Life doesn’t always provide us with the opportunity to write the book we have dreamed of.
A number of people in our writing community have told us that they are taking time while they are unemployed from non-writing jobs to work on their writing. We applaud them. While there is nothing good about unemployment, there is a lot to be said for using the time to work on a novel or a non-fiction work or whatever the heart dictates.
It is a great way to keep the mind active and creates structure to the day. There will be something tangible – maybe an entire volume – to show for all that time and effort. Writing is a way to wear your unemployed status as a badge of honor since writers are almost all unemployed at one time or another – and yes, in some cases proud of it.
Below are some thoughts from unemployed writers:
One good thing over the last month, I have been writing. It’s incredibly rough and I’m making notes of what I think needs to be fixed as I’m going, which is more progress than I have made in literally years. I usually end up stalled before I reach ten pages. So it’s been a surprising success for myself. I’ll definitely be closing on 40 pages before the day is out. I did read through what I have written so far and it didn’t make me cringe, which was nice.
– Unemployed Writer
Many things have confused me about my first, supposedly surreal, week of unemployment. Because I’m now writing a book, I’ve rented an office at Green Desk in the Dumbo neighborhood of Brooklyn where, in exchange for a reasonable monthly fee, I receive an “environmentally responsible” desk and a “virtual office.” This I find particularly confusing, but again, not surreal, largely because I have written this article while seated at my very real desk in this clearly-not-virtual office.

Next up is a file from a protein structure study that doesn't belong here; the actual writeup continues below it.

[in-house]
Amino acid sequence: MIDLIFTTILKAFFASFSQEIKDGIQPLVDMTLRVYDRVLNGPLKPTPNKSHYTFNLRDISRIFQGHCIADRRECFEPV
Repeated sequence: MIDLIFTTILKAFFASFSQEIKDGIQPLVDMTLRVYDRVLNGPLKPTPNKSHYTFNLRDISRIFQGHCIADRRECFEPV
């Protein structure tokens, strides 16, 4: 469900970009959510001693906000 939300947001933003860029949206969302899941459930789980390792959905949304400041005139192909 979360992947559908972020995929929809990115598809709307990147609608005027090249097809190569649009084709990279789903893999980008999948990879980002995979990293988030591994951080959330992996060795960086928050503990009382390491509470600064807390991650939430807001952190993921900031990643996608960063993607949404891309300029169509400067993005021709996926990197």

– Theodore Ross
I've been laid off twice since the Great Recession began and I've gone from being a Jaguar-driving, gourmet-food-shopping, designer-clothes-wearing marketing executive to being a yoga-pants-wearing, discount-shopping, work-just-enough-to-buy-some-groceries at-home mom, writer and professor. I still consider myself unemployed — as I only work part-time in a new field — but I couldn't be happier.
No, seriously. Happy. And it took a dual kick in the butt of layoffs to do it.
In fact, I'm writing this confessional in my pajamas, while a lovely beef Stroganoff simmers on the stove, my toddler snuggles against my arm, the dog is serving as a warm footstool and "Sesame Street" characters merrily sing on my television screen.
If that doesn't scream "happily unemployed writer," then I know what does. – Lisa Henshall
Day 1 of Unemployment: Seeking meaningless tasks to fill my time. Stuck finger in power socket. REVISED: Seeking meaningless, PAINLESS tasks to fill my time.
– James Gilmore